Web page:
The Revolution According to Raymundo Mata

By Gina Apostol (@GinaApostol). Soho Press. 360 pages. Out January 12.

Winner of the Philippine National Book Award, Apostol’s second novel is a uniquely voiced reimagining of the violent Spanish colonial era and the life of revered writer Jose Rizal, written in the form of a memoir by a fellow revolutionary, Raymundo Mata.

Yellow Wife: A Novel

By Sadeqa Johnson (@sadeqasays). Simon & Schuster. 288 pages. Out January 12. 

This captivating historical novel centers Pheby, a woman born on a plantation but promised freedom on her 18th birthday. Pheby is instead forced to endure a tortured existence in Devil’s Half Acre, a jail in Richmond, Virginia, while planning her escape.

Art is Everything: A Novel

By Yxta Maya Murray (@murrayyxta). Triquarterly. 232 pages. Out January 15. 

This book is as creative as its main character, Chicana artist Amanda Ruiz, who endures several life-changing events while on the verge of breaking through.

The African Lookbook: A Visual History of 100 Years of African Women

By Catherine E. McKinley (@cemck2). Bloomsbury Publishing. 240 pages. Out January 19.

Stunningly curated by writer and collector Catherine E. McKinley, this remarkable volume of photographs and stories presents an essential visual history of African women like none other.

If I Tell You The Truth

By Jasmin Kaur (@jusmun). HarperCollins. 464 pages. Out January 19.

A bold and heartrending story unflinchingly told in poetry and prose, If I Tell You the Truth examines the intersection of sexual violence and immigration on a mother and daughter as they seek to heal the traumas of the past.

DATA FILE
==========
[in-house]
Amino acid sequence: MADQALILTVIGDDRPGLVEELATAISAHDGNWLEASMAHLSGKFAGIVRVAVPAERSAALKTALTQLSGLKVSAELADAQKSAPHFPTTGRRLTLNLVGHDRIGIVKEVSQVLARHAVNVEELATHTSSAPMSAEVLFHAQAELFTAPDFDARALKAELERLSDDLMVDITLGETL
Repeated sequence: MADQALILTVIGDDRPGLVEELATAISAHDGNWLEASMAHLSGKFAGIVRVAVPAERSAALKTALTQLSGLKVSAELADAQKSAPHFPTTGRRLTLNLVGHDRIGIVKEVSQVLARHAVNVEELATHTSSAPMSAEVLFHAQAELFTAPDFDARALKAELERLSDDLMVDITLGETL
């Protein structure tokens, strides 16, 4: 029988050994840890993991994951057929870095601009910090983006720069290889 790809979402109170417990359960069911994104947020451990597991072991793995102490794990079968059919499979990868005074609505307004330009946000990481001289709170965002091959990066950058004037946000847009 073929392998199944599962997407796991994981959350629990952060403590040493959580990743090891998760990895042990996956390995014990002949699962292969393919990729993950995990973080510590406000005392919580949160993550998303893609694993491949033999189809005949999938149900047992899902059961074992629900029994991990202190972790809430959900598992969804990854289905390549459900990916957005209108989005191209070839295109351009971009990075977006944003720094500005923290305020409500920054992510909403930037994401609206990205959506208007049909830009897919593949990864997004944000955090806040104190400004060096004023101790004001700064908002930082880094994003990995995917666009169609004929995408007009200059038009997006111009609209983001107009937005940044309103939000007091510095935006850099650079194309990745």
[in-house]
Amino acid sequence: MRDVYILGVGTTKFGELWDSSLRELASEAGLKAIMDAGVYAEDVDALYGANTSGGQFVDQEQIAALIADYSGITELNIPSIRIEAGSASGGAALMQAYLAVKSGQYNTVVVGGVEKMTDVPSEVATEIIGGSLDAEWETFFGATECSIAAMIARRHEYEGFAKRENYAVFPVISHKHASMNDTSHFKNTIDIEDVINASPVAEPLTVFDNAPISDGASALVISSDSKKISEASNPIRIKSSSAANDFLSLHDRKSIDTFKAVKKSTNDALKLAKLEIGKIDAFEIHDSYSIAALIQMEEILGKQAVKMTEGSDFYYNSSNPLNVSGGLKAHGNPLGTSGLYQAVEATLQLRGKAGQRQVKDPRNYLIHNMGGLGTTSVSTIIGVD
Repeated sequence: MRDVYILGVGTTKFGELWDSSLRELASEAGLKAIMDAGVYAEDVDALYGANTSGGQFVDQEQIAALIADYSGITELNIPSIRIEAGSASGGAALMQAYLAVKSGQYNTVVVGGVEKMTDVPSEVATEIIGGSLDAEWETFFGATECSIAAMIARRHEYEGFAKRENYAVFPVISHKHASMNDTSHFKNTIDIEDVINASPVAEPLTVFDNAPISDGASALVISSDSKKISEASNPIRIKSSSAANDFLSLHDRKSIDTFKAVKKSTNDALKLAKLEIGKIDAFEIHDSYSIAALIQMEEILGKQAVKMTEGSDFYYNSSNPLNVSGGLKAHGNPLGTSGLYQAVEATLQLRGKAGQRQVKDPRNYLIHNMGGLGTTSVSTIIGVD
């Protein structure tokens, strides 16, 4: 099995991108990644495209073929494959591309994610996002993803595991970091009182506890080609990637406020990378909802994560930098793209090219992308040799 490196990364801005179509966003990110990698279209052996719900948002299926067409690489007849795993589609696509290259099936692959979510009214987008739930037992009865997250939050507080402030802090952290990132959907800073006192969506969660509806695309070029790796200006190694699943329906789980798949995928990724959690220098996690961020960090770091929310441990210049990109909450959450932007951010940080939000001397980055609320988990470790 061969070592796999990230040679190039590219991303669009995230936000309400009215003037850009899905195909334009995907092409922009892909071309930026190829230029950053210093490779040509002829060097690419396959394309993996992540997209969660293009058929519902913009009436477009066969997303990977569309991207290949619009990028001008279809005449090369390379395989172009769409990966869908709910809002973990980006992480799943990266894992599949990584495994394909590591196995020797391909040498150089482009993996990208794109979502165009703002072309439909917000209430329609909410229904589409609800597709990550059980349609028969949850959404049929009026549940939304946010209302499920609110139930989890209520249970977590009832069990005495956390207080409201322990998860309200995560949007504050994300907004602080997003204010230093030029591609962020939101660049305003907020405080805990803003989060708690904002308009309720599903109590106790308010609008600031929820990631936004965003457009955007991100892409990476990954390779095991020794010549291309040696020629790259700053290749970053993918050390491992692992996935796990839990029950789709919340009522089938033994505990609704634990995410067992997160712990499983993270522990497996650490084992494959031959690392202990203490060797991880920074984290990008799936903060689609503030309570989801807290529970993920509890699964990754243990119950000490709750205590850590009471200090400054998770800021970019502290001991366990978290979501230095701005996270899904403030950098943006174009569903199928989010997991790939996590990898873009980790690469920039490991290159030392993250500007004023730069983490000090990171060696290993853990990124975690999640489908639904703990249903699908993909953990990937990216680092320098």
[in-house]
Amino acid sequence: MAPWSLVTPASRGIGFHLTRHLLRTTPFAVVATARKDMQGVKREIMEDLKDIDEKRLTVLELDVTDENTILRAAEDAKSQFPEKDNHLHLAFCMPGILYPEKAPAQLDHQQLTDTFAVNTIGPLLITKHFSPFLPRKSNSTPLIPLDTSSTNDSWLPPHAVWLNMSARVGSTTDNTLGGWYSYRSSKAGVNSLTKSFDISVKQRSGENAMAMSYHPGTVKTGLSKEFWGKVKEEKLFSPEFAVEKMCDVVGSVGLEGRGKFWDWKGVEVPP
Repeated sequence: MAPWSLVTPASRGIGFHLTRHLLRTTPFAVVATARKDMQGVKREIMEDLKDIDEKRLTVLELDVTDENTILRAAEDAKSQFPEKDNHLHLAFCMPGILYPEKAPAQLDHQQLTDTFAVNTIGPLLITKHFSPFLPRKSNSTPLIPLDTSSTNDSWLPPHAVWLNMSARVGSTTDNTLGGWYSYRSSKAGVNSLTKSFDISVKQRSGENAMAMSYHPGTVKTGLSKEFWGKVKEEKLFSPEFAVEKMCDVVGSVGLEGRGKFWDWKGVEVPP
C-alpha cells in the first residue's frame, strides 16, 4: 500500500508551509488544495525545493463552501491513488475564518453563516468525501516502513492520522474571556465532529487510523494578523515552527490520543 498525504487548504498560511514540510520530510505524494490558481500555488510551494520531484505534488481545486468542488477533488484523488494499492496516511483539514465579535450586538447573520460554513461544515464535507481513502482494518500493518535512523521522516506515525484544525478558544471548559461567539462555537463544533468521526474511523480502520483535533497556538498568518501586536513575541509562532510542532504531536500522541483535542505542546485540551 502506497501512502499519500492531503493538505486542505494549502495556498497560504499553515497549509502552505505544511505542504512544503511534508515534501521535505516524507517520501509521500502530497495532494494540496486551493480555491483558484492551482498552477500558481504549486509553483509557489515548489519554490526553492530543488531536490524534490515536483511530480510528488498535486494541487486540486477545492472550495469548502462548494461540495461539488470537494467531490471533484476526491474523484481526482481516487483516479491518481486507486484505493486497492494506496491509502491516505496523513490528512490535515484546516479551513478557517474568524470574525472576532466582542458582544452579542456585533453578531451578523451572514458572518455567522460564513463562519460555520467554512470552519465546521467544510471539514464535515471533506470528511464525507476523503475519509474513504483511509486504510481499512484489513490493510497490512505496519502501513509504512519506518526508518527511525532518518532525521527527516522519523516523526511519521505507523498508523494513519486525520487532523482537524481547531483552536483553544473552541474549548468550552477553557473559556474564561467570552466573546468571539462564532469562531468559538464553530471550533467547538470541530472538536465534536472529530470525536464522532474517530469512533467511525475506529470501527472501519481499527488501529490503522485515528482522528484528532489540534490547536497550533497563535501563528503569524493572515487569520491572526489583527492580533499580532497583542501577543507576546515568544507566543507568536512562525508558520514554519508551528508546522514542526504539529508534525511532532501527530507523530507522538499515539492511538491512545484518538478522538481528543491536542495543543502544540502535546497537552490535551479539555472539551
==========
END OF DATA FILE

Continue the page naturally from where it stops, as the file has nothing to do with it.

Last Night at the Telegraph Club

By Malinda Lo (@malindalo). Dutton Books for Young Readers. 416 pages. Out January 19.

In San Francisco’s Chinatown in 1954, two young women fall in love against all odds. Lush, ambitious and layered, Malinda Lo’s sweeping historical novel is the queer romance we’ve been waiting for.  

Mama Phife Represents: A Memoir

By Cheryl Boyce-Taylor (@cboycetaylor). Haymarket Books. 136 pages. Out January 19.

In a moving tribute to her son Malik ‘Phife Dawg’ Taylor of A Tribe Called Quest, acclaimed poet Cheryl Boyce-Taylor gifts readers with this extraordinary collection of poems, notes, dreams, letters, lyrics and recollections.

Remote Control

By Nnedi Okorafor (@nnedi). Tordotcom. 160 pages. Out January 19.

Once again the incomparable Nnedi Okorafor has written a thought-provoking and visionary tale of fantastic Black girl empowerment futurism. 

The Rib King: A Novel

By Ladee Hubbard (@ladeehubbard). Amistad. 384 pages. Out January 19.

Award-winning writer Ladee Hubbard has written a potent, tragic and crucial new novel taking on themes of Black iconography, labor, class and exploitation.